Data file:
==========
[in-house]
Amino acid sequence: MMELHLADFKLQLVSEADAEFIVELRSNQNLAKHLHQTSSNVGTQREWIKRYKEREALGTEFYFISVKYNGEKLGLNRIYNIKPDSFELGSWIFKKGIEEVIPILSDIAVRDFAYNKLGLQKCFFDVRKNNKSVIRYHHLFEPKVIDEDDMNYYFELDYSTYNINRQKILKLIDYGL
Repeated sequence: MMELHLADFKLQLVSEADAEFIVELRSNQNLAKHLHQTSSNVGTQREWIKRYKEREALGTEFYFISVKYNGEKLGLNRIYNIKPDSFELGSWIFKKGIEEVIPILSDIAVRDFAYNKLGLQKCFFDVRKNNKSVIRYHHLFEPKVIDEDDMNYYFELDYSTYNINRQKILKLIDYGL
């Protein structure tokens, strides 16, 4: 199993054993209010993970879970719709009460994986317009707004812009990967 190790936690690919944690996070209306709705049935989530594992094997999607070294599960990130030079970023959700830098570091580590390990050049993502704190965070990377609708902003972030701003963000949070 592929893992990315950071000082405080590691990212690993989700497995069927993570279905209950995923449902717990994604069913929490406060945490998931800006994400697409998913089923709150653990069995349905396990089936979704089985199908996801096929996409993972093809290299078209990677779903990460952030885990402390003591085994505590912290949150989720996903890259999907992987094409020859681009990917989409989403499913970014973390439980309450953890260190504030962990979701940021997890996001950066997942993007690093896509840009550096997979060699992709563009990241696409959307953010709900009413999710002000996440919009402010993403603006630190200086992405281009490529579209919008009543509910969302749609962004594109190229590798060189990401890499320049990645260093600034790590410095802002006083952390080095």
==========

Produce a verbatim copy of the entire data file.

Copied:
[in-house]
Amino acid sequence: MMELHLADFKLQLVSEADAEFIVELRSNQNLAKHLHQTSSNVGTQREWIKRYKEREALGTEFYFISVKYNGEKLGLNRIYNIKPDSFELGSWIFKKGIEEVIPILSDIAVRDFAYNKLGLQKCFFDVRKNNKSVIRYHHLFEPKVIDEDDMNYYFELDYSTYNINRQKILKLIDYGL
Repeated sequence: MMELHLADFKLQLVSEADAEFIVELRSNQNLAKHLHQTSSNVGTQREWIKRYKEREALGTEFYFISVKYNGEKLGLNRIYNIKPDSFELGSWIFKKGIEEVIPILSDIAVRDFAYNKLGLQKCFFDVRKNNKSVIRYHHLFEPKVIDEDDMNYYFELDYSTYNINRQKILKLIDYGL
């Protein structure tokens, strides 16, 4: 199993054993209010993970879970719709009460994986317009707004812009990967 190790936690690919944690996070209306709705049935989530594992094997999607070294599960990130030079970023959700830098570091580590390990050049993502704190965070990377609708902003972030701003963000949070 592929893992990315950071000082405080590691990212690993989700497995069927993570279905209950995923449902717990994604069913929490406060945490998931800006994400697409998913089923709150653990069995349905396990089936979704089985199908996801096929996409993972093809290299078209990677779903990460952030885990402390003591085994505590912290949150989720996903890259999907992987094409020859681009990917989409989403499913970014973390439980309450953890260190504030962990979701940021997890996001950066997942993007690093896509840009550096997979060699992709563009990241696409959307953010709900009413999710002000996440919009402010993403603006630190200086992405281009490529579209919008009543509910969302749609962004594109190229590798060189990401890499320049990645260093600034790590410095802002006083952390080095």